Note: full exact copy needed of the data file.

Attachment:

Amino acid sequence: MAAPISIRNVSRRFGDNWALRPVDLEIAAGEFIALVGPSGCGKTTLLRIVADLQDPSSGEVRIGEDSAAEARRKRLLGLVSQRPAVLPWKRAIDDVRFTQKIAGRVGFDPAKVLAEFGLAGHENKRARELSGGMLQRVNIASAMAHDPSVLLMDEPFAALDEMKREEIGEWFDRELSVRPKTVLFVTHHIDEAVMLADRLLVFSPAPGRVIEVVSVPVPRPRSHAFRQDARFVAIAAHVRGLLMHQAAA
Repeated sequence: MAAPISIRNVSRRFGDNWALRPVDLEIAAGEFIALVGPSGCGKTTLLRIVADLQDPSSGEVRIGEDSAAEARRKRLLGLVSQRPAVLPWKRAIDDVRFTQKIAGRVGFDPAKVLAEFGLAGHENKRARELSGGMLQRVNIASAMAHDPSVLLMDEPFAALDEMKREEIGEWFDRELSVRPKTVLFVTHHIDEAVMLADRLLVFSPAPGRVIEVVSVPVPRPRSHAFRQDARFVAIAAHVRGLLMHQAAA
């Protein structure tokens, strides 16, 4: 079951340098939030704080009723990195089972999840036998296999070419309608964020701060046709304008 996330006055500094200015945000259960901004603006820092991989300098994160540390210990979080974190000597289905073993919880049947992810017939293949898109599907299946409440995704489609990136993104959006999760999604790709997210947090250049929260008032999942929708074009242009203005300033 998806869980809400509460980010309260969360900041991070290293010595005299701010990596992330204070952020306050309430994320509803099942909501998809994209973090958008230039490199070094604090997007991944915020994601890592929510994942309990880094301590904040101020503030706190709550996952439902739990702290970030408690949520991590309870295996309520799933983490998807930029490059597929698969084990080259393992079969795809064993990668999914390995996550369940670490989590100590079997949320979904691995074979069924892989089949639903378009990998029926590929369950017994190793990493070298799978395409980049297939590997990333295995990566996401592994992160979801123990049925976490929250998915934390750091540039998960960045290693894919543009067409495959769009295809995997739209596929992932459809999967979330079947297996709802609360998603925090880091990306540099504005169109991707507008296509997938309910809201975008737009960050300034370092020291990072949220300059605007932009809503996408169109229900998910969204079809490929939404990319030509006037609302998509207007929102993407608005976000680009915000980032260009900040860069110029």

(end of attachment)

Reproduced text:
Amino acid sequence: MAAPISIRNVSRRFGDNWALRPVDLEIAAGEFIALVGPSGCGKTTLLRIVADLQDPSSGEVRIGEDSAAEARRKRLLGLVSQRPAVLPWKRAIDDVRFTQKIAGRVGFDPAKVLAEFGLAGHENKRARELSGGMLQRVNIASAMAHDPSVLLMDEPFAALDEMKREEIGEWFDRELSVRPKTVLFVTHHIDEAVMLADRLLVFSPAPGRVIEVVSVPVPRPRSHAFRQDARFVAIAAHVRGLLMHQAAA
Repeated sequence: MAAPISIRNVSRRFGDNWALRPVDLEIAAGEFIALVGPSGCGKTTLLRIVADLQDPSSGEVRIGEDSAAEARRKRLLGLVSQRPAVLPWKRAIDDVRFTQKIAGRVGFDPAKVLAEFGLAGHENKRARELSGGMLQRVNIASAMAHDPSVLLMDEPFAALDEMKREEIGEWFDRELSVRPKTVLFVTHHIDEAVMLADRLLVFSPAPGRVIEVVSVPVPRPRSHAFRQDARFVAIAAHVRGLLMHQAAA
């Protein structure tokens, strides 16, 4: 079951340098939030704080009723990195089972999840036998296999070419309608964020701060046709304008 996330006055500094200015945000259960901004603006820092991989300098994160540390210990979080974190000597289905073993919880049947992810017939293949898109599907299946409440995704489609990136993104959006999760999604790709997210947090250049929260008032999942929708074009242009203005300033 998806869980809400509460980010309260969360900041991070290293010595005299701010990596992330204070952020306050309430994320509803099942909501998809994209973090958008230039490199070094604090997007991944915020994601890592929510994942309990880094301590904040101020503030706190709550996952439902739990702290970030408690949520991590309870295996309520799933983490998807930029490059597929698969084990080259393992079969795809064993990668999914390995996550369940670490989590100590079997949320979904691995074979069924892989089949639903378009990998029926590929369950017994190793990493070298799978395409980049297939590997990333295995990566996401592994992160979801123990049925976490929250998915934390750091540039998960960045290693894919543009067409495959769009295809995997739209596929992932459809999967979330079947297996709802609360998603925090880091990306540099504005169109991707507008296509997938309910809201975008737009960050300034370092020291990072949220300059605007932009809503996408169109229900998910969204079809490929939404990319030509006037609302998509207007929102993407608005976000680009915000980032260009900040860069110029």